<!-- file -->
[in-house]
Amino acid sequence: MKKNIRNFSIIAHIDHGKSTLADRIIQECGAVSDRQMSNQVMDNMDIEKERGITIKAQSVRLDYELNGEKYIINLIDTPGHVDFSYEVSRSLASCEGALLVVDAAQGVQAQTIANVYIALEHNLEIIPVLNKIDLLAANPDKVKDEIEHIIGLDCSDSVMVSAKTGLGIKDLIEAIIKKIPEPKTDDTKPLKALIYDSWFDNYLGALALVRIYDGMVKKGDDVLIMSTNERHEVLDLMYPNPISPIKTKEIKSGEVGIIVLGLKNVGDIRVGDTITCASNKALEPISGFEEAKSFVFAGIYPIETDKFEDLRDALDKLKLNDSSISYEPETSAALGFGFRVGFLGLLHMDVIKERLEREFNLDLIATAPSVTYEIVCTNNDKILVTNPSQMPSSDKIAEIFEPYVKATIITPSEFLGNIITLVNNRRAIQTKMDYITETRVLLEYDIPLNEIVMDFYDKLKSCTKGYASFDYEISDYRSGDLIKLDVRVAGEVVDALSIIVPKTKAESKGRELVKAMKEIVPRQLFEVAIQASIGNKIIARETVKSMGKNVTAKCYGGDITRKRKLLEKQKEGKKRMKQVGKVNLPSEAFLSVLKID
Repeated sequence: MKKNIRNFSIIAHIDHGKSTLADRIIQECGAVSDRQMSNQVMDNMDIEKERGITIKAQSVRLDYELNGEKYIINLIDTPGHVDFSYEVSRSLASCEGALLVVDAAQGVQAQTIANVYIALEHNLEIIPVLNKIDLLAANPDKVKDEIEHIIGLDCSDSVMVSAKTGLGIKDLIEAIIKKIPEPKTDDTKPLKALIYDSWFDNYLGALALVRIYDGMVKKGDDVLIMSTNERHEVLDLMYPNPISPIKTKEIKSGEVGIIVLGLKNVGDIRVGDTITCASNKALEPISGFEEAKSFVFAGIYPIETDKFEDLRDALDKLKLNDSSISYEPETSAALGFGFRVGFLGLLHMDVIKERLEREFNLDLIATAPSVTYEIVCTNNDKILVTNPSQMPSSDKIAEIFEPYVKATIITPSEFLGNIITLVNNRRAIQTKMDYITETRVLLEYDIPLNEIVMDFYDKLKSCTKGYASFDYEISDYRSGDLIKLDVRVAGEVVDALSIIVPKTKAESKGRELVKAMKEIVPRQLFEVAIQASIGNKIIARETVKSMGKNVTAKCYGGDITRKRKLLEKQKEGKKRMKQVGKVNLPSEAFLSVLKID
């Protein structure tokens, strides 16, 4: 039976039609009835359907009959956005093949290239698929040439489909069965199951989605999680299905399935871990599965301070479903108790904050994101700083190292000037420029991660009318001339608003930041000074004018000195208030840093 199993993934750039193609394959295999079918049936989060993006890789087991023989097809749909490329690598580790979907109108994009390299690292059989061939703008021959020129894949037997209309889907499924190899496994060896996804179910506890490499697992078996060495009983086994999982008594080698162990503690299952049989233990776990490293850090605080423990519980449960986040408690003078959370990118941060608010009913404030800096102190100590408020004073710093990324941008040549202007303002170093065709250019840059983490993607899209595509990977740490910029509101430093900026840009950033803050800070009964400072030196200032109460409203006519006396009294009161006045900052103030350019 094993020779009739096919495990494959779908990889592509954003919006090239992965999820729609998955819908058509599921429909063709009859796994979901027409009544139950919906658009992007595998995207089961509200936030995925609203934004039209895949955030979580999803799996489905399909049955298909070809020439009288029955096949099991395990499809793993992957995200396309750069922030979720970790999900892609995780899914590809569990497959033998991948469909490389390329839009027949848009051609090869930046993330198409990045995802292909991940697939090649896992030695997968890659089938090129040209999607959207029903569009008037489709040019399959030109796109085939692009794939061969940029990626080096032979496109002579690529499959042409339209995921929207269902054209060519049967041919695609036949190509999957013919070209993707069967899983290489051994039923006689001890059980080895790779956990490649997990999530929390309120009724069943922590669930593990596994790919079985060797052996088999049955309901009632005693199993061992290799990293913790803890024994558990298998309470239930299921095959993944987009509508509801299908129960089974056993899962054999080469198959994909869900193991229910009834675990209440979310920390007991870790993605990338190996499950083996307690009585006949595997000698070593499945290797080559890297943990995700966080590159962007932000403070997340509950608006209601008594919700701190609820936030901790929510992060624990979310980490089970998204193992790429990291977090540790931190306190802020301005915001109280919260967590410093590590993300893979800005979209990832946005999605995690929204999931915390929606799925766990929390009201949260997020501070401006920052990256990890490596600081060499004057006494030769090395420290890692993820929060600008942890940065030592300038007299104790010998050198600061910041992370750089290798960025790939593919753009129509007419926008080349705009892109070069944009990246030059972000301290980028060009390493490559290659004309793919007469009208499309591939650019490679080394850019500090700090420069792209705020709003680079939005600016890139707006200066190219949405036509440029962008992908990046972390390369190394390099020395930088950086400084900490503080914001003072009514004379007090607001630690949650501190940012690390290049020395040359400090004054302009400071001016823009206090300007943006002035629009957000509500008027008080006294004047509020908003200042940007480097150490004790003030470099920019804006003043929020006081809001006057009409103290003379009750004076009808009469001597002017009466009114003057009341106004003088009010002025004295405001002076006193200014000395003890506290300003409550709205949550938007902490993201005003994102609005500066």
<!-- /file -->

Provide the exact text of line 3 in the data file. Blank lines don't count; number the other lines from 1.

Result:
Repeated sequence: MKKNIRNFSIIAHIDHGKSTLADRIIQECGAVSDRQMSNQVMDNMDIEKERGITIKAQSVRLDYELNGEKYIINLIDTPGHVDFSYEVSRSLASCEGALLVVDAAQGVQAQTIANVYIALEHNLEIIPVLNKIDLLAANPDKVKDEIEHIIGLDCSDSVMVSAKTGLGIKDLIEAIIKKIPEPKTDDTKPLKALIYDSWFDNYLGALALVRIYDGMVKKGDDVLIMSTNERHEVLDLMYPNPISPIKTKEIKSGEVGIIVLGLKNVGDIRVGDTITCASNKALEPISGFEEAKSFVFAGIYPIETDKFEDLRDALDKLKLNDSSISYEPETSAALGFGFRVGFLGLLHMDVIKERLEREFNLDLIATAPSVTYEIVCTNNDKILVTNPSQMPSSDKIAEIFEPYVKATIITPSEFLGNIITLVNNRRAIQTKMDYITETRVLLEYDIPLNEIVMDFYDKLKSCTKGYASFDYEISDYRSGDLIKLDVRVAGEVVDALSIIVPKTKAESKGRELVKAMKEIVPRQLFEVAIQASIGNKIIARETVKSMGKNVTAKCYGGDITRKRKLLEKQKEGKKRMKQVGKVNLPSEAFLSVLKID